More than 2,000 people have signed an online petition raising concerns about the new City of Vernon rules limiting what kind of tributes can be left at gravesites.
Now it seems the regulations are impacting not just temporary tributes but also permanent memorials at the city-operated Pleasant Valley Cemetery.
When Kevin Taylor died in 2017, his family decided a carpentry helmet would be a fitting tribute.
“His passion was building things and carpentry and the helmet was kind of his trademark at all the job sites he was at and all his friends knew him with the black helmet,” said Kevin’s mother Cory Taylor.
The family said it got the go-ahead for the helmet memorial after reaching out to the City of Vernon.
“She said I am sure it is fine just go talk to the groundskeeper,” said Taylor. “So, my daughter and her husband went and talked to , got the specs from him how it should be built…then put the helmet on it and got his approval and it was not in the way of any of their landscaping duties.”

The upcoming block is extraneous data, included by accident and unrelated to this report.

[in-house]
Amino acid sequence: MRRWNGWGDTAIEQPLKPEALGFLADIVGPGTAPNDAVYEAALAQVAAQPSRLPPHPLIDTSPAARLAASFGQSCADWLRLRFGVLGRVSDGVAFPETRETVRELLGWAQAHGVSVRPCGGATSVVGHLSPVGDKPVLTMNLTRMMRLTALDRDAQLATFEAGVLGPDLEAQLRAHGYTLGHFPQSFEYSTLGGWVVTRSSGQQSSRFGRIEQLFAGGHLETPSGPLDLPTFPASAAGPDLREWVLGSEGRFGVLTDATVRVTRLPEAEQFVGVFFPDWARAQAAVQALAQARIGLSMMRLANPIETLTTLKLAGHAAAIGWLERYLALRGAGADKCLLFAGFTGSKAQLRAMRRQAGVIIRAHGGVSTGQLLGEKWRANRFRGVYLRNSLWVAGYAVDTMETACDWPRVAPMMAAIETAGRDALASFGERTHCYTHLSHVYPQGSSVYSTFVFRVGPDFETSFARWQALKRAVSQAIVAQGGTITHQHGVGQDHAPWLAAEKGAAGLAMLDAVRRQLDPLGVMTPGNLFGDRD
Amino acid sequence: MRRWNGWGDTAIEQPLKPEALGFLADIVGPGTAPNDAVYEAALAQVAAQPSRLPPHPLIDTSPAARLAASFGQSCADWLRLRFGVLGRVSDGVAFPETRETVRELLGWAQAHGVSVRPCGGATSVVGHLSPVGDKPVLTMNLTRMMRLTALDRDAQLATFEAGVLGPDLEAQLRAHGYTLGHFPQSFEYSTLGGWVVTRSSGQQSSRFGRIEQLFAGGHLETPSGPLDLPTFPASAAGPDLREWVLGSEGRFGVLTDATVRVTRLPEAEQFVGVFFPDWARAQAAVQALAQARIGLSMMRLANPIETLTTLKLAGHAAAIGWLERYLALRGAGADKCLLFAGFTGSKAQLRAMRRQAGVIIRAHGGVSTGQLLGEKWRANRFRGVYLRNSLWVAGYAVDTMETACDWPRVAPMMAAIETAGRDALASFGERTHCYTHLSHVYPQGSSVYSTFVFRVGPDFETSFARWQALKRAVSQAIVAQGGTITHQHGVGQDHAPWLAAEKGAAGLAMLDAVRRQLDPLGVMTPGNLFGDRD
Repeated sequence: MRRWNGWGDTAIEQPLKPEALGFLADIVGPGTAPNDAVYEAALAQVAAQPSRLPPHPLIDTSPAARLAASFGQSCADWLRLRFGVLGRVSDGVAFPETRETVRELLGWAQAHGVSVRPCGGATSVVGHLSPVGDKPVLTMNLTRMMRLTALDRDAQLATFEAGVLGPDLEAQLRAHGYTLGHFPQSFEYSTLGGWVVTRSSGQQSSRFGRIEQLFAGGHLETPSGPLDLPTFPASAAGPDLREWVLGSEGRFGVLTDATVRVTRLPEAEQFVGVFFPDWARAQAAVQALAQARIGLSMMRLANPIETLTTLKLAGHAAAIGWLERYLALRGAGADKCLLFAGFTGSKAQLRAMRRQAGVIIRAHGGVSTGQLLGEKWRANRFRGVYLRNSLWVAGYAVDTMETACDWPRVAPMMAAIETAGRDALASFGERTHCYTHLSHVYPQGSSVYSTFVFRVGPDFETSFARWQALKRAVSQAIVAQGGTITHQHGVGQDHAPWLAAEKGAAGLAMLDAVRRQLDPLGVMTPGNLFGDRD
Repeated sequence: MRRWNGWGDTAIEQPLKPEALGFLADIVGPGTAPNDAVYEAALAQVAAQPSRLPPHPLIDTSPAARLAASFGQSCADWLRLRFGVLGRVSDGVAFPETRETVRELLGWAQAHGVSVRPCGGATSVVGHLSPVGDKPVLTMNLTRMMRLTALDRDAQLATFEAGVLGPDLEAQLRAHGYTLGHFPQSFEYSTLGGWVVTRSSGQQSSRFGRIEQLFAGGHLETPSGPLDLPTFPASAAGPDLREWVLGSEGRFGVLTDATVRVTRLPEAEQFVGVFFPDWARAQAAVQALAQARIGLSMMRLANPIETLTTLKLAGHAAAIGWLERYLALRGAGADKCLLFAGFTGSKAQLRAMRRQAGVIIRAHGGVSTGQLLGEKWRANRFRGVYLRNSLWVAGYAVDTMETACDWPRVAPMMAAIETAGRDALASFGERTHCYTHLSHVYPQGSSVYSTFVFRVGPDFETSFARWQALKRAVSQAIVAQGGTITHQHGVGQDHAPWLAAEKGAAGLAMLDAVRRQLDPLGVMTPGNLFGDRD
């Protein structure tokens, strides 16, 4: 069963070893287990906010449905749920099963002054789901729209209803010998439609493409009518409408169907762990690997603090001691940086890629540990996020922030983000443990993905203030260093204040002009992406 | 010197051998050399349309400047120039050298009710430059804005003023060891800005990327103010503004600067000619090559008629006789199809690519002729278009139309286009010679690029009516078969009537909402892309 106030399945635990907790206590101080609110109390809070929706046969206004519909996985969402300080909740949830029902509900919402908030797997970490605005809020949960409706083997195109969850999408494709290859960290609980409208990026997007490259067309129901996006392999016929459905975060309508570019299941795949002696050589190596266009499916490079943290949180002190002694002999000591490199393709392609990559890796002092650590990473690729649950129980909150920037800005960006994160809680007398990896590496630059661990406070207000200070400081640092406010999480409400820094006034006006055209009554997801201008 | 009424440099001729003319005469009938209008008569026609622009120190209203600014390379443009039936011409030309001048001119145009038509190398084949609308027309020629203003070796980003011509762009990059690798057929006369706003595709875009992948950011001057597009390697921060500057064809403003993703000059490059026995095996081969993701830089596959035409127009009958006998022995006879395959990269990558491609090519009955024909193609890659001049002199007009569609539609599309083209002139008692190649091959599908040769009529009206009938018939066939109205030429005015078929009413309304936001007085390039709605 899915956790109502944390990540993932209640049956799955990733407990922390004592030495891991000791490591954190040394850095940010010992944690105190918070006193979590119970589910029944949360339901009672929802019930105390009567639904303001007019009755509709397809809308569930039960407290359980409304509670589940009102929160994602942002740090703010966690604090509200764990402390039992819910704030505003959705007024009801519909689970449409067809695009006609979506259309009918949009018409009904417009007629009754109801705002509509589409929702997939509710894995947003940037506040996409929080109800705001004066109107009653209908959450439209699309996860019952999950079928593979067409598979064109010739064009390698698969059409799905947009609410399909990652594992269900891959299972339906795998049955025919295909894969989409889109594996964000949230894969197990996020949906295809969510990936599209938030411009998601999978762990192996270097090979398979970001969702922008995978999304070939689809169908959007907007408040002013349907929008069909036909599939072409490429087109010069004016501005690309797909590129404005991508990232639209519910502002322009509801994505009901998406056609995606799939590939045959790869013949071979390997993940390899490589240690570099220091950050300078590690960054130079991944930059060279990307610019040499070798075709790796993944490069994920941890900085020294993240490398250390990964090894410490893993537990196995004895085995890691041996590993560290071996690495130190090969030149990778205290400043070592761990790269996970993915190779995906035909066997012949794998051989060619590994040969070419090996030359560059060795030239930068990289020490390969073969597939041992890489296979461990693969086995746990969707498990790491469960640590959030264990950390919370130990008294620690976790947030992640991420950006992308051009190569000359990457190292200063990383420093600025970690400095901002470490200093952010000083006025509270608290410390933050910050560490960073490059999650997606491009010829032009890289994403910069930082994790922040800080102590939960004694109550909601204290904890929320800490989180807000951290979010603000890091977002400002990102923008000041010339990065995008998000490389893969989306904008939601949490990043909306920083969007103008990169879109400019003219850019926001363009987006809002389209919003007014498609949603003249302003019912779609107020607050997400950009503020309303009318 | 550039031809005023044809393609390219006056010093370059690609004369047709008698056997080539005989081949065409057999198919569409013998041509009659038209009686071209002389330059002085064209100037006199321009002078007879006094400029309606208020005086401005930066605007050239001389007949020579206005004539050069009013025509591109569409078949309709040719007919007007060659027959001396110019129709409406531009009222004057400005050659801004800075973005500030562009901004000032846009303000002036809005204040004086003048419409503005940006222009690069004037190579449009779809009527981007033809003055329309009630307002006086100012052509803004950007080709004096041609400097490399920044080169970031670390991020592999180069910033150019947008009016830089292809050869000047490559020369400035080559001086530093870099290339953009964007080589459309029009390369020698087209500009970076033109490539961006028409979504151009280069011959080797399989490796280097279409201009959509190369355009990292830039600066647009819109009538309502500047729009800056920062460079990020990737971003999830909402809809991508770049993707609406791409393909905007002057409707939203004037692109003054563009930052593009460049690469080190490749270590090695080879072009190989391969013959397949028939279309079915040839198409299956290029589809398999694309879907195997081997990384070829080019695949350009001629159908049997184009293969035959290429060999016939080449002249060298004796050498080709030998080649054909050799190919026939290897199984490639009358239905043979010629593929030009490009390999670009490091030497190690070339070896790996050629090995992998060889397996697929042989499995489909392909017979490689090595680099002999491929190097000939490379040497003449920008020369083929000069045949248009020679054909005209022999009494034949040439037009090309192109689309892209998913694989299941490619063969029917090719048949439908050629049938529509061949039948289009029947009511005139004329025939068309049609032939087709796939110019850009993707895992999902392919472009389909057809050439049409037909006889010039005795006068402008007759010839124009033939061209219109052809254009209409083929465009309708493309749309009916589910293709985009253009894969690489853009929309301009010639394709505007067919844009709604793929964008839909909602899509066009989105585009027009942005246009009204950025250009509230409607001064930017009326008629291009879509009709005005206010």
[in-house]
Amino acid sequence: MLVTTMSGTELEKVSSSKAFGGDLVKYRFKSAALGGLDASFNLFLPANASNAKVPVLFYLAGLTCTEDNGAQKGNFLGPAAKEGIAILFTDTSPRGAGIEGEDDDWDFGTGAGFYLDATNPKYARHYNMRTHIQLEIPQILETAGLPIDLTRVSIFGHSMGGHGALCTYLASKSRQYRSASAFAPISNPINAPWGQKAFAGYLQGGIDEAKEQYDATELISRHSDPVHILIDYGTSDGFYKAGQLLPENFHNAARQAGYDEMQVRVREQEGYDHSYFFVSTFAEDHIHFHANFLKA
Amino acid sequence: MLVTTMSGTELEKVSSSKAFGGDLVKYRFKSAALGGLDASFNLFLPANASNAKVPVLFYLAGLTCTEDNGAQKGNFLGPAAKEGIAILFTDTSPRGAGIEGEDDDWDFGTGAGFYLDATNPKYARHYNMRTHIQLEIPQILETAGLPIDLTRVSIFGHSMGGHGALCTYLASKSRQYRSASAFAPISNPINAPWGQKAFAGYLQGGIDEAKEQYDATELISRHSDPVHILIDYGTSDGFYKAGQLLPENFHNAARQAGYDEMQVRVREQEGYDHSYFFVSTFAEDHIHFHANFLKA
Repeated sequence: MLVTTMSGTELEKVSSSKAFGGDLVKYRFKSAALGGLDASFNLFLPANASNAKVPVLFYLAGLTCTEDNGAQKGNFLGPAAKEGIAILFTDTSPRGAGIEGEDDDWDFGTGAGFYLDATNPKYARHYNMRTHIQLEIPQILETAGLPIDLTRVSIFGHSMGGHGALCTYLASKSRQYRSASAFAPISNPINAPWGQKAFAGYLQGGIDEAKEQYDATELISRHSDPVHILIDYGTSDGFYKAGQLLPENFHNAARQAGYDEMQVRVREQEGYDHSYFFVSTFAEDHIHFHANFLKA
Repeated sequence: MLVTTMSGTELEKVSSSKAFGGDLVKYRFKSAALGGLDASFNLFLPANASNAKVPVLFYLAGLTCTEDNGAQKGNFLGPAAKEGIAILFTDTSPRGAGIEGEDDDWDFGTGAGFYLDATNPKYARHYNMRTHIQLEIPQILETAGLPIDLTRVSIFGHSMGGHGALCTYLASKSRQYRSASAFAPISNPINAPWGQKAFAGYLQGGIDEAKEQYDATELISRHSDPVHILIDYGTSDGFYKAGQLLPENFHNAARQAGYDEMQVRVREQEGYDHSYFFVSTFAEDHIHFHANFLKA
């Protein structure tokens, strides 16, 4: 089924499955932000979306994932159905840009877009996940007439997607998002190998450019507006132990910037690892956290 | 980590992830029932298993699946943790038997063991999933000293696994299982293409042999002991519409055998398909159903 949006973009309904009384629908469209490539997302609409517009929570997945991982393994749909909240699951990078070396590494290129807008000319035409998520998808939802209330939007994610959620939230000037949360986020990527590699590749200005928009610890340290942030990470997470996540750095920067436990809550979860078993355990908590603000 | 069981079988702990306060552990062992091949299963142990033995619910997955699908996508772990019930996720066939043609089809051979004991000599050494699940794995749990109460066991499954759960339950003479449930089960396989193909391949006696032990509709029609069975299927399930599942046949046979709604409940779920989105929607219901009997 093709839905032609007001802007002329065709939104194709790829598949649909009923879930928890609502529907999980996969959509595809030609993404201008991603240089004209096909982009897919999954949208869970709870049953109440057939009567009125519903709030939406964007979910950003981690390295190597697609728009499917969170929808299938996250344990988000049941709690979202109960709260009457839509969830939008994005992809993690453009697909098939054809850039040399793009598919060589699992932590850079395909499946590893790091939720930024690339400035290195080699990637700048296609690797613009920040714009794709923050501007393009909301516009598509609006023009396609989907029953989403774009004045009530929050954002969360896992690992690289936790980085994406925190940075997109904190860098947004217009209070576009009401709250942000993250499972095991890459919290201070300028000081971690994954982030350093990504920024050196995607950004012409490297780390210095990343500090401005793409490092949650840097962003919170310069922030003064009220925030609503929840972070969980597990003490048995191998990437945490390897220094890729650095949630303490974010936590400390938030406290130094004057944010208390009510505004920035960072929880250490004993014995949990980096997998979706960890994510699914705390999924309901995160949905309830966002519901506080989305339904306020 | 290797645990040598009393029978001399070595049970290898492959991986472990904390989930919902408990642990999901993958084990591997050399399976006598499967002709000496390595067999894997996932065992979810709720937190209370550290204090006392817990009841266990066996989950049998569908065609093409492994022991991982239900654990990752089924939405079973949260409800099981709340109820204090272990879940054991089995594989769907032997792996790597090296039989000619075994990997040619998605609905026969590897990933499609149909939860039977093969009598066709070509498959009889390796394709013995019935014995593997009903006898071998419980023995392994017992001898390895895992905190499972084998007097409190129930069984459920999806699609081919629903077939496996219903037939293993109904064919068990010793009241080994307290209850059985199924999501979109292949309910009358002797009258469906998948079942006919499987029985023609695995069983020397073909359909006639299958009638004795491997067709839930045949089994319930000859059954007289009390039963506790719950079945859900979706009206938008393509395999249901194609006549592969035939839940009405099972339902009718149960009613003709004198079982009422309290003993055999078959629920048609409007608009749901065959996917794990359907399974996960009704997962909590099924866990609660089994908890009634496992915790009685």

For years the helmet, which was permanently attached to a tribute holder, served as a comfort.
“It just made me feel more like I was coming to see my son. It just meant something to me. To me it was my monument,” Taylor said.
However, earlier this year the city started enforcing the new rules about what items can be left at grave sites — no non-floral offerings — and the family says the helmet was removed.
“To see it gone…it really hurts, and it feels like, kind of, he is gone again,” said Taylor.
In the face of previous criticism of the new cemetery regulations, the city’s mayor defended the rules saying they are meant to protect those doing the landscaping.
“There are some safety risks on the machine operators and people that are trying to maintain the cemetery when there is broken piece of plastic and glass,” said Victor Cumming in March.
On Friday, the city said it was not able to provide an interview or a statement responding to Taylor’s specific concerns that day as “the staff who are familiar with this specific situation are unavailable.”
Taylor argues the helmet is not posing any safety risk and she has been pressing officials to change their minds.
“This was something my daughter wanted to do…one last thing for her brother. I said, ‘I know it seems like a little thing, but to us, it means the world,'” Taylor said, recounting her advocacy for the memorial’s return.
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